Happy new year everyone!
Being here at Woolsthorpe Manor, I can only imagine what Sir Isaac Newton would have made of today’s event.
Celebrating a mission, named after his ‘Principia Mathematica’, which included taking pips from the apple tree in his garden to space and back!
Today, we’re lucky enough to have the man charged with that precious cargo – Tim Peake – here with us.
Four years ago, Tim, you were preparing for your spacewalk outside the International Space Station – a huge moment for our country.
But – for me – the legacy of your mission lies not just in space, but back here on earth.
In the millions of people who followed you on your journey. Who felt – even for a moment – like they were up there with you. And who – through your work – have been introduced to STEM skills which will change their lives.
Today’s announcement of the winners of the ‘Space Saplings’ competition will plant the legacy of ‘Principia’ across our country – to grow for generations to come.
And from connecting the world to the internet, to protecting the world from climate change – space is absolutely crucial to solving the ‘Grand Challenges’ which face our society.
Today – across the UK – we’re seeing the beginning of a second space age.
In Cornwall, we’re building a new spaceport which will launch satellites from rockets attached to a Boeing 747.
In the Scottish Highlands and Islands, we’re working to create the UK’s first vertical launch site.
In Glasgow, Clyde Space and Spire Global are building pint-sized satellites cutting the cost of getting into space.
At the Harwell Space Cluster near Oxford, Japanese firm Astroscale have set up their mission control centre – which will manage missions to clean up space debris.
In nearby Culham, Reaction Engines are developing the SABRE engine that could revolutionise hypersonic air travel and spaceflight.
While in Stevenage, Airbus built the Rosalind Franklin Mars Rover which will head to the red planet this year and look for signs of past life.
Our space sector is booming – all over the country.
And it’s my own personal ‘mission’ to see it grow, creating 30,000 more jobs over the next decade.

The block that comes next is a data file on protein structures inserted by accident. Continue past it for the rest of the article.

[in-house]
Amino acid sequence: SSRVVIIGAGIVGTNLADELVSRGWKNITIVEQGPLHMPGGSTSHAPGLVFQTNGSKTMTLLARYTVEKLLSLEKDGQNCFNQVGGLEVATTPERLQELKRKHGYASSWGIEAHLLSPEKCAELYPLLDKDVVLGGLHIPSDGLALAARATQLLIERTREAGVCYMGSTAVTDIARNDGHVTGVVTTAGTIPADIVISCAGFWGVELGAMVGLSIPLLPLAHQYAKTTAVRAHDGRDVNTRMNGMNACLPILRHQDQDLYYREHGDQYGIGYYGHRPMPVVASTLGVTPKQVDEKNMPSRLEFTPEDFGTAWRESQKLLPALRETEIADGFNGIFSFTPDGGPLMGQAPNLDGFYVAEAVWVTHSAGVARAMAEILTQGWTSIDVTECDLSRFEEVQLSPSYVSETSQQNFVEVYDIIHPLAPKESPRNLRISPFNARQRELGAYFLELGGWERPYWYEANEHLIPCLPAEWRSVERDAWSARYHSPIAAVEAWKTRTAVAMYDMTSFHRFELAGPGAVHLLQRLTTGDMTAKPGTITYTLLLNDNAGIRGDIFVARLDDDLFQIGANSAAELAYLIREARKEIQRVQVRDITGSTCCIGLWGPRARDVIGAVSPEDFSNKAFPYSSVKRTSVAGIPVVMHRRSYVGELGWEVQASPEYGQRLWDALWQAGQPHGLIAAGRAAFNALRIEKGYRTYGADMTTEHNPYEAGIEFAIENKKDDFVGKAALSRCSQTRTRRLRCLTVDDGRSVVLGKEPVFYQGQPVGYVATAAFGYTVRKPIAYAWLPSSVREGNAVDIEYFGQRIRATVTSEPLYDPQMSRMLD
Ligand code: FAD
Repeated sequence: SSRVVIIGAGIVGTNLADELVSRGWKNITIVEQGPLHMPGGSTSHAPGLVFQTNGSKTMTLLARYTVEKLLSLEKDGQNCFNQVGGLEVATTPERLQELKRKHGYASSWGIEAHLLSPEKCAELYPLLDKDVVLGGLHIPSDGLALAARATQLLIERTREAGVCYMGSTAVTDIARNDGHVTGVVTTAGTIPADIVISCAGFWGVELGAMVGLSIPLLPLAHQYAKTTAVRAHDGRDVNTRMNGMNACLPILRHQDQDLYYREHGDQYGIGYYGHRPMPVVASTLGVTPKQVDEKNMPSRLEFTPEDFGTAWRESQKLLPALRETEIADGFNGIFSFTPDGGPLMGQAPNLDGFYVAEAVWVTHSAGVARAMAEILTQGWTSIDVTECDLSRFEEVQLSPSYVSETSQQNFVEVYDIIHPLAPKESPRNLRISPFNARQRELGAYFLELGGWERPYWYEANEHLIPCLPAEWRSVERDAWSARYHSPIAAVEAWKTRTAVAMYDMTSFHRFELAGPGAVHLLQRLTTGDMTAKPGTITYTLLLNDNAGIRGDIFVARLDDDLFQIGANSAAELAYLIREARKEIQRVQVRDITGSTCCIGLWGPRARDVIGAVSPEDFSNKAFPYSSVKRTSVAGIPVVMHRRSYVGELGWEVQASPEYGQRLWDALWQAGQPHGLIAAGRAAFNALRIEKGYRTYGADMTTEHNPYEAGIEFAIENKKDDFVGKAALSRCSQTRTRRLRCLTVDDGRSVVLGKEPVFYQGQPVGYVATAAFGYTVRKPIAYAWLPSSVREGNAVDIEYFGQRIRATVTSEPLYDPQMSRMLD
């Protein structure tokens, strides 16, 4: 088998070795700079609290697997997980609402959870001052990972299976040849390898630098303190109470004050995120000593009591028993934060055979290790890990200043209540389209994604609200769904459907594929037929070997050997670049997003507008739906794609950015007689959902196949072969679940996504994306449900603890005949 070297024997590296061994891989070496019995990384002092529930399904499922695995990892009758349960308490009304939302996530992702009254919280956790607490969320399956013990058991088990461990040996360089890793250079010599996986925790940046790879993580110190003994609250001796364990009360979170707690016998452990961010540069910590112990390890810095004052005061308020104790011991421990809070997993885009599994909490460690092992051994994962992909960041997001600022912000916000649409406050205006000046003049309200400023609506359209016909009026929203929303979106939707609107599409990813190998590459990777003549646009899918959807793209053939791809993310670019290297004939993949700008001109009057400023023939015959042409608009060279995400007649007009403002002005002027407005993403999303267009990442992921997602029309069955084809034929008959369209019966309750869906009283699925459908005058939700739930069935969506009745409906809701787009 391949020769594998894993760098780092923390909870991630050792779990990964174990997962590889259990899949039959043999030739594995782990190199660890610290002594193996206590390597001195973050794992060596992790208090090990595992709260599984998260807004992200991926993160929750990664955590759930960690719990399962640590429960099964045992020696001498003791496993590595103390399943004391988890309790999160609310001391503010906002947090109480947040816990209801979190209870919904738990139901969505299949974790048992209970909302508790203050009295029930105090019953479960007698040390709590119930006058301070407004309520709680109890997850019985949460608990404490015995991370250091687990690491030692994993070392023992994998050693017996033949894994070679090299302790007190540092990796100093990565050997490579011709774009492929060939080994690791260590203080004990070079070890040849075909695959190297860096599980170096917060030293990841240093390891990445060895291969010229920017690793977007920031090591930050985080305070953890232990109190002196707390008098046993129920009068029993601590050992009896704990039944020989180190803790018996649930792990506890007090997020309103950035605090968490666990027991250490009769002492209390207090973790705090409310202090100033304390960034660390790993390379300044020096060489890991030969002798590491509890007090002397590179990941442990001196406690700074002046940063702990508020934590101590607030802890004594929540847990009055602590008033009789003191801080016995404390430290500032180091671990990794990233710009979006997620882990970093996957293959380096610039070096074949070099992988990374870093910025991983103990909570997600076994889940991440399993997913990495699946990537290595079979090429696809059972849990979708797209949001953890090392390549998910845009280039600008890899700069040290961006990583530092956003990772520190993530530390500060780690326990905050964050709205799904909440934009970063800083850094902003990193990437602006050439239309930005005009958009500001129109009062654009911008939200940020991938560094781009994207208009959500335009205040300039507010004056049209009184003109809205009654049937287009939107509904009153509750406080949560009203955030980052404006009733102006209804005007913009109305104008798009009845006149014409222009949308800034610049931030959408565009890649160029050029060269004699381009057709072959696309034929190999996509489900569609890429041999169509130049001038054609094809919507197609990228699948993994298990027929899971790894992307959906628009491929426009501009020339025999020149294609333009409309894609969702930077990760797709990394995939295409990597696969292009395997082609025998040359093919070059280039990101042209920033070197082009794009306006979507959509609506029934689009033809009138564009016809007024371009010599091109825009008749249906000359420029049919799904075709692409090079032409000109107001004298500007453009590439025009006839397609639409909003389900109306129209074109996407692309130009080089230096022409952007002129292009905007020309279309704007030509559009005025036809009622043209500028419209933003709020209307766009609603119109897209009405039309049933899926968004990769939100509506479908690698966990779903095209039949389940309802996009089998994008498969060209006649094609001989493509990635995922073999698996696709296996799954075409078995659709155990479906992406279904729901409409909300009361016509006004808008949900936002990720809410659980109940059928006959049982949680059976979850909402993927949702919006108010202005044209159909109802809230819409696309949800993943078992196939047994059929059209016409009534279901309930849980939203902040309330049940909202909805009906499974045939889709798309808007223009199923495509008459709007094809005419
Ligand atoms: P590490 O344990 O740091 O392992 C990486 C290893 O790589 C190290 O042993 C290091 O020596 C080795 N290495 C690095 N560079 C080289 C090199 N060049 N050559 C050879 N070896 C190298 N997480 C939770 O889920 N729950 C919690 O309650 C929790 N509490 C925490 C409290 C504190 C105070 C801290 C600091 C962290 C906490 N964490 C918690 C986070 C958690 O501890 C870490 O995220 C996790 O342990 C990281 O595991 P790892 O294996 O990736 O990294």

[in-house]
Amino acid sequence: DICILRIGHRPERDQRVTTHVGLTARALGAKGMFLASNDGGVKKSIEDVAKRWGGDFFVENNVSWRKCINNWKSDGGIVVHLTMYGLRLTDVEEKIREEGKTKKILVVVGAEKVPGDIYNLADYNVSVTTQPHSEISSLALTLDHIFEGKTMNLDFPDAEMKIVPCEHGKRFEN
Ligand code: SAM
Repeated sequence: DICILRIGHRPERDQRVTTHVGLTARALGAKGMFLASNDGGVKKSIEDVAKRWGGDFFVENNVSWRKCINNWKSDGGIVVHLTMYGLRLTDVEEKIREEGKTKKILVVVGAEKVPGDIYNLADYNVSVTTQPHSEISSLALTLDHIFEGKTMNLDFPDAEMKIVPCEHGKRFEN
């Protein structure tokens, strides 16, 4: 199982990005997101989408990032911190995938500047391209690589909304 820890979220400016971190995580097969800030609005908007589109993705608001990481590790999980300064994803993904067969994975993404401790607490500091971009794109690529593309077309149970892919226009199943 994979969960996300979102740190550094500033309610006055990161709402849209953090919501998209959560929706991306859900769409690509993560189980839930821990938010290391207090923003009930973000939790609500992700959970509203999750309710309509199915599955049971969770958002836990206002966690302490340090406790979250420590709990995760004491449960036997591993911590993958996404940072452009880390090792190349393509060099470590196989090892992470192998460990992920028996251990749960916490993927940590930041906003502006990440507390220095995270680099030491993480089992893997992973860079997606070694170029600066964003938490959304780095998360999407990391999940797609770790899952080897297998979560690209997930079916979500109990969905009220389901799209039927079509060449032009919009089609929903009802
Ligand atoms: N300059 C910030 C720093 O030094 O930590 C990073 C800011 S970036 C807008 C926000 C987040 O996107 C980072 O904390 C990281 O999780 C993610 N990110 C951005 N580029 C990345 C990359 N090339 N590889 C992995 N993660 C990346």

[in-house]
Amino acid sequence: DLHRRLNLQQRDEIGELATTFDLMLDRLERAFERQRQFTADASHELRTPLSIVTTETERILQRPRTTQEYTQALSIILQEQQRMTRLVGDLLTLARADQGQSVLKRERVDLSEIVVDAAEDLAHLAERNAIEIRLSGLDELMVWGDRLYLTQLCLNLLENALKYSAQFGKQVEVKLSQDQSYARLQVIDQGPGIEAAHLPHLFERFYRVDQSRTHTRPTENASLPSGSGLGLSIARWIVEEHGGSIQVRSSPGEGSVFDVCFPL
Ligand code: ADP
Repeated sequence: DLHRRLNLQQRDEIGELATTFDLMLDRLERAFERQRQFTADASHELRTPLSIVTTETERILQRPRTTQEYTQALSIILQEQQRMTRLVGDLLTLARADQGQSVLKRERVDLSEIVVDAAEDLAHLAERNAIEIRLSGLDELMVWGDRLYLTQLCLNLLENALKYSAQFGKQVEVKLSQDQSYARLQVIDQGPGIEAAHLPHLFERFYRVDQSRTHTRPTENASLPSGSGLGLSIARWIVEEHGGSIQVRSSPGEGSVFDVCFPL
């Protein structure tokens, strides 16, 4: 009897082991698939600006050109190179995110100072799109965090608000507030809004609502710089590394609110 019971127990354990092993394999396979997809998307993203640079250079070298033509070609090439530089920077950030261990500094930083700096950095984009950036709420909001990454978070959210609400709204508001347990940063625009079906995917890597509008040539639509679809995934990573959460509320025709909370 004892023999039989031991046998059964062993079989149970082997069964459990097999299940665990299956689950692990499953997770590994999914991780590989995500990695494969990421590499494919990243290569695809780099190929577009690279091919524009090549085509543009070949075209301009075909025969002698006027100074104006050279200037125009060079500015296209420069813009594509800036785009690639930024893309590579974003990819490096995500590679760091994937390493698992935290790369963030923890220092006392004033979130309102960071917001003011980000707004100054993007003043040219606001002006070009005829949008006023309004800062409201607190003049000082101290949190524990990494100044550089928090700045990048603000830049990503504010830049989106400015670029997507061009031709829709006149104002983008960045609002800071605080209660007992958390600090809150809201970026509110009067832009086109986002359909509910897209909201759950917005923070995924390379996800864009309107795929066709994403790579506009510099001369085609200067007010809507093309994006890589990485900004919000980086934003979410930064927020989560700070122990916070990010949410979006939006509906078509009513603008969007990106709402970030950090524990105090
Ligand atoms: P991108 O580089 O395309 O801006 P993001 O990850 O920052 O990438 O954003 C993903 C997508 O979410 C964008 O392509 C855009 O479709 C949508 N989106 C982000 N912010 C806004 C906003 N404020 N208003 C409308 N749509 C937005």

We’ve committed to setting up the UK’s first Space Command.
And we’re also setting up a new National Space Council. Making the final frontier one of our first priorities.
Space is also an area where international collaboration is so important. And – working with our European partners – we’re funding some amazing projects in the years ahead.
From a new space station orbiting the moon. To returning the first samples from Mars. And using satellites to beam broadband across the Earth.
But some of the most crucial projects are on climate change.
This is my department’s flagship priority – and we need to innovate, fast, to avoid the worst effects. Half of the measurements we need to understand climate change can only be taken from space. So it’s fitting that earth observation is the fastest growing part of the UK space sector.
The Copernicus programme is playing a crucial role – with satellites measuring CO2 and methane emissions – and even providing images to track deforestation.
The TRUTHS mission – proposed by the National Physical Laboratory – whose CEO Dr Peter Thompson is here today – will improve climate change forecasts. Allowing other satellites, such as Copernicus, to be recalibrated in space.
And just 2 weeks ago we announced a new centre involving the Universities of Edinburgh and Leeds.
Where 50 new PhD students will use satellite data to assess the impact of climate change.
Ladies and gentlemen,
As we plant our Space Sapling today, there has never been a better time for Britain’s space sector.
A British astronaut.
An inspiring industry – with opportunities across the UK.
A chance to save our planet.
Three great reasons to celebrate this sector.